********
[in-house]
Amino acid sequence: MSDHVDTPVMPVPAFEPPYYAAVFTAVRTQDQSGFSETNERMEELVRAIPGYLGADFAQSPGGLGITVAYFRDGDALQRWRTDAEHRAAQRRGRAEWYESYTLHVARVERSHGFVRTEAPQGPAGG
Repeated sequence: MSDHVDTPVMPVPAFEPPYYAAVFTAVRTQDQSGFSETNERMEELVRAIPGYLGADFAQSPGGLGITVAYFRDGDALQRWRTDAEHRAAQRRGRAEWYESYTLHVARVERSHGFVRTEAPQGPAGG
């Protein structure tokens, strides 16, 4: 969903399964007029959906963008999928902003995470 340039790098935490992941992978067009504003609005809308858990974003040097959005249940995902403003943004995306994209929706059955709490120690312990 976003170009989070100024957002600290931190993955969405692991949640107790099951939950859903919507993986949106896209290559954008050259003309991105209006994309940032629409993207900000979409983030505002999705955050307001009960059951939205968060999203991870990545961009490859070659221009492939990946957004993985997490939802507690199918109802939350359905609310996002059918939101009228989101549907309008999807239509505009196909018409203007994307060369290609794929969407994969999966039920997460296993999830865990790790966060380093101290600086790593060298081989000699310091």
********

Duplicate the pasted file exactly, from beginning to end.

[in-house]
Amino acid sequence: MSDHVDTPVMPVPAFEPPYYAAVFTAVRTQDQSGFSETNERMEELVRAIPGYLGADFAQSPGGLGITVAYFRDGDALQRWRTDAEHRAAQRRGRAEWYESYTLHVARVERSHGFVRTEAPQGPAGG
Repeated sequence: MSDHVDTPVMPVPAFEPPYYAAVFTAVRTQDQSGFSETNERMEELVRAIPGYLGADFAQSPGGLGITVAYFRDGDALQRWRTDAEHRAAQRRGRAEWYESYTLHVARVERSHGFVRTEAPQGPAGG
């Protein structure tokens, strides 16, 4: 969903399964007029959906963008999928902003995470 340039790098935490992941992978067009504003609005809308858990974003040097959005249940995902403003943004995306994209929706059955709490120690312990 976003170009989070100024957002600290931190993955969405692991949640107790099951939950859903919507993986949106896209290559954008050259003309991105209006994309940032629409993207900000979409983030505002999705955050307001009960059951939205968060999203991870990545961009490859070659221009492939990946957004993985997490939802507690199918109802939350359905609310996002059918939101009228989101549907309008999807239509505009196909018409203007994307060369290609794929969407994969999966039920997460296993999830865990790790966060380093101290600086790593060298081989000699310091």